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Title: Large-Scale GWAS Identifies Multiple Loci for Hand Grip Strength Providing Biological Insights into Muscular Fitness
Authors: Willems, Sara M.
Wright, Daniel J.
Day, Felix R.
Trajanoska, Katerina
Joshi, Peter K.
Morris, John A.
Matteini, Amy M.
Garton, Fleur C.
Grarup, Niels
Oskolkov, Nikolay
Thalamuthu, Anbupalam
Mangino, Massimo
Liu, Jun
Demirkan, Ayse
Lek, Monkol
Xu, Liwen
Wang, Guan
Oldmeadow, Christopher
Gaulton, Kyle J.
Miyamoto-Mikami, Eri
Luca A., Lotta
Rivas, Manuel A.
White, Tom
Loh, Po-Ru
Aadahl, Mette
Amin, Najaf
Attia, John R.
Austin, Krista
Benyamin, Beben
Brage, Søren
Cheng, Yu-Ching
Cięszczyk, Paweł
Derave, Wim
Eriksson, Karl-Fredrik
Eynon, Nir
Linneberg, Allan
Lucia, Alejandro
Massidda, Myosotis
Mitchell, Braxton D.
Miyachi, Motohiko
Murakami, Haruka
Padmanabhan, Sandosh
Pandey, Ashutosh
Papadimitriou, Ioannis
Rajpal, Deepak K.
Sale, Craig
Schnurr, Theresia M.
Sessa, Francesco
Shrine, Nick
Tobin, Martin D.
Varley, Ian
Wain, Louise V.
Wray, Naomi R.
Lindgren, Cecilia M.
MacArthur, Daniel G.
Waterworth, Dawn M.
McCarthy, Mark I.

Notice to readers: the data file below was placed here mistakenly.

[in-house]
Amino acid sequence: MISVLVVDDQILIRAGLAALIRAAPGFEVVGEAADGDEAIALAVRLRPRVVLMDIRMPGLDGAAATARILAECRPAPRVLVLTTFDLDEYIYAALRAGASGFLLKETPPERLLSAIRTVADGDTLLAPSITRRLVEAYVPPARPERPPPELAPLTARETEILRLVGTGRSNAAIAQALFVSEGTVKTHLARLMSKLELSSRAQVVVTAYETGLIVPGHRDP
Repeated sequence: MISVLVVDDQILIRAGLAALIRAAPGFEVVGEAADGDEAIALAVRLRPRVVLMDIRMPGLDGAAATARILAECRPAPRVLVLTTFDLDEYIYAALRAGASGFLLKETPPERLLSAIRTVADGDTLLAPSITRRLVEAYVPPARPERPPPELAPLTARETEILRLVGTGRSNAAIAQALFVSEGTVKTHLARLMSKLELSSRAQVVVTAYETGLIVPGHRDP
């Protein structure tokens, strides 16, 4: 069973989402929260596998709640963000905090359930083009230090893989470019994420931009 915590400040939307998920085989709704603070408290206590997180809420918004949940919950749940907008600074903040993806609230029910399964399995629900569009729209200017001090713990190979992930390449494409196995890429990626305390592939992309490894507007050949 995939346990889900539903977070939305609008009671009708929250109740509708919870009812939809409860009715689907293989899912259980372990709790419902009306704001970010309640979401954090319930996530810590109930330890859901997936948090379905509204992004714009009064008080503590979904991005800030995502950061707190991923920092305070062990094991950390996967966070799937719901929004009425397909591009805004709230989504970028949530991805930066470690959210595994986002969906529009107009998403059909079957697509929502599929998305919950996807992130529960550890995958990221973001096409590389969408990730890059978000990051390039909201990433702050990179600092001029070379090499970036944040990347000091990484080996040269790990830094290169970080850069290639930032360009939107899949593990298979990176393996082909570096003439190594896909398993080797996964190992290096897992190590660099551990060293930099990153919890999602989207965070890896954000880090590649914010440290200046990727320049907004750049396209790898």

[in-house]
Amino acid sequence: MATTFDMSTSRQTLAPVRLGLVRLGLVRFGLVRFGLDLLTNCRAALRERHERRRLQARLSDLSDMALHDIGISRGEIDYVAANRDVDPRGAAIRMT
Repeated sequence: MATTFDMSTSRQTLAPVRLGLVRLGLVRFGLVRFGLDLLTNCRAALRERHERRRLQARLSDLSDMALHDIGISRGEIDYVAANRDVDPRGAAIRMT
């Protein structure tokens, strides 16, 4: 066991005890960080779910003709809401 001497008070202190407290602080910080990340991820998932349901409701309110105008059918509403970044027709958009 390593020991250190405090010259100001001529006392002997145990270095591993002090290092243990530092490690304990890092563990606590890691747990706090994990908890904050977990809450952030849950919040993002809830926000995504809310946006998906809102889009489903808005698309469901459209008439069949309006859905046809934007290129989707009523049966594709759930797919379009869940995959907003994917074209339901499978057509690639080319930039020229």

Pedersen, Oluf
Khaw, Kay-Tee
Kiel, Douglas P.
Pitsiladis, Yannis
Fuku, Noriyuki
Franks, Paul W.
North, Kathryn N.
van Duijn, Cornelia M.
Mather, Karen A.
Hansen, Torben
Hansson, Ola
Spector, Tim
Murabito, Joanne M.
Richards, J. Brent
Rivadeneira, Fernando
Langenberg, Claudia
Perry, John R.B.
Wareham, Nick J.
Scott, Robert A.
First Published: 12-Jul-2017
Publisher: Nature Publishing Group
Citation: Nature Communications, 2017, 8:16015
Abstract: Hand grip strength is a widely used proxy of muscular fitness, a marker of frailty, and predictor of a range of morbidities and all-cause mortality. To investigate the genetic determinants of variation in grip strength, we perform a large-scale genetic discovery analysis in a combined sample of 195,180 individuals and identify 16 loci associated with grip strength (P<5 × 10−8) in combined analyses. A number of these loci contain genes implicated in structure and function of skeletal muscle fibres (ACTG1), neuronal maintenance and signal transduction (PEX14, TGFA, SYT1), or monogenic syndromes with involvement of psychomotor impairment (PEX14, LRPPRC and KANSL1). Mendelian randomization analyses are consistent with a causal effect of higher genetically predicted grip strength on lower fracture risk. In conclusion, our findings provide new biological insight into the mechanistic underpinnings of grip strength and the causal role of muscular strength in age-related morbidities and mortality.
DOI Link: 10.1038/ncomms16015
ISSN: 2041-1723
Version: Publisher Version
Status: Peer-reviewed
Type: Journal Article
Rights: Copyright © the authors, 2017. This is an open-access article distributed under the terms of the Creative Commons Attribution License (, which permits unrestricted use, distribution, and reproduction in any medium, provided the original author and source are credited.
Appears in Collections:Published Articles, Dept. of Health Sciences

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